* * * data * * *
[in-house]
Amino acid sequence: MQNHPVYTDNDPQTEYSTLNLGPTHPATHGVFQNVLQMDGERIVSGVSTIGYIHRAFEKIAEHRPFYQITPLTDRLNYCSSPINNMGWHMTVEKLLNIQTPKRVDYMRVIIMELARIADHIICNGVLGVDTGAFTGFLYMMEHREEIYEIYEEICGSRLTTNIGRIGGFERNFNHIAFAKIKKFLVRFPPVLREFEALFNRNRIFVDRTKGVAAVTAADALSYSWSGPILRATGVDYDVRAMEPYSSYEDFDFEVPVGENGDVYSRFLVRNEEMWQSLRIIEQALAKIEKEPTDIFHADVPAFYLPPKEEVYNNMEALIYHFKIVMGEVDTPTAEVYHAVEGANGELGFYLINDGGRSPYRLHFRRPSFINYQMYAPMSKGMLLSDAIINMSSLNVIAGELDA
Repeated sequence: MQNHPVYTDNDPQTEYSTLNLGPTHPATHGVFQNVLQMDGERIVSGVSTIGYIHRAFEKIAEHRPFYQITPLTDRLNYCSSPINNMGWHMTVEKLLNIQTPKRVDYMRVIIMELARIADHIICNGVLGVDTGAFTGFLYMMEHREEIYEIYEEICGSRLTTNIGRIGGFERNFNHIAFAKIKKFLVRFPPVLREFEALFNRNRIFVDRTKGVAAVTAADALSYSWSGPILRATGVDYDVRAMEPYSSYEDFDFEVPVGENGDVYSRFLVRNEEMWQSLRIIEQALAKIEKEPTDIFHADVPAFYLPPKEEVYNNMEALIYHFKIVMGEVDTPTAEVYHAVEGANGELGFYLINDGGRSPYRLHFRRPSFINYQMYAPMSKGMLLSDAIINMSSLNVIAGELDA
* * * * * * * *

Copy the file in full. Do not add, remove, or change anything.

[in-house]
Amino acid sequence: MQNHPVYTDNDPQTEYSTLNLGPTHPATHGVFQNVLQMDGERIVSGVSTIGYIHRAFEKIAEHRPFYQITPLTDRLNYCSSPINNMGWHMTVEKLLNIQTPKRVDYMRVIIMELARIADHIICNGVLGVDTGAFTGFLYMMEHREEIYEIYEEICGSRLTTNIGRIGGFERNFNHIAFAKIKKFLVRFPPVLREFEALFNRNRIFVDRTKGVAAVTAADALSYSWSGPILRATGVDYDVRAMEPYSSYEDFDFEVPVGENGDVYSRFLVRNEEMWQSLRIIEQALAKIEKEPTDIFHADVPAFYLPPKEEVYNNMEALIYHFKIVMGEVDTPTAEVYHAVEGANGELGFYLINDGGRSPYRLHFRRPSFINYQMYAPMSKGMLLSDAIINMSSLNVIAGELDA
Repeated sequence: MQNHPVYTDNDPQTEYSTLNLGPTHPATHGVFQNVLQMDGERIVSGVSTIGYIHRAFEKIAEHRPFYQITPLTDRLNYCSSPINNMGWHMTVEKLLNIQTPKRVDYMRVIIMELARIADHIICNGVLGVDTGAFTGFLYMMEHREEIYEIYEEICGSRLTTNIGRIGGFERNFNHIAFAKIKKFLVRFPPVLREFEALFNRNRIFVDRTKGVAAVTAADALSYSWSGPILRATGVDYDVRAMEPYSSYEDFDFEVPVGENGDVYSRFLVRNEEMWQSLRIIEQALAKIEKEPTDIFHADVPAFYLPPKEEVYNNMEALIYHFKIVMGEVDTPTAEVYHAVEGANGELGFYLINDGGRSPYRLHFRRPSFINYQMYAPMSKGMLLSDAIINMSSLNVIAGELDA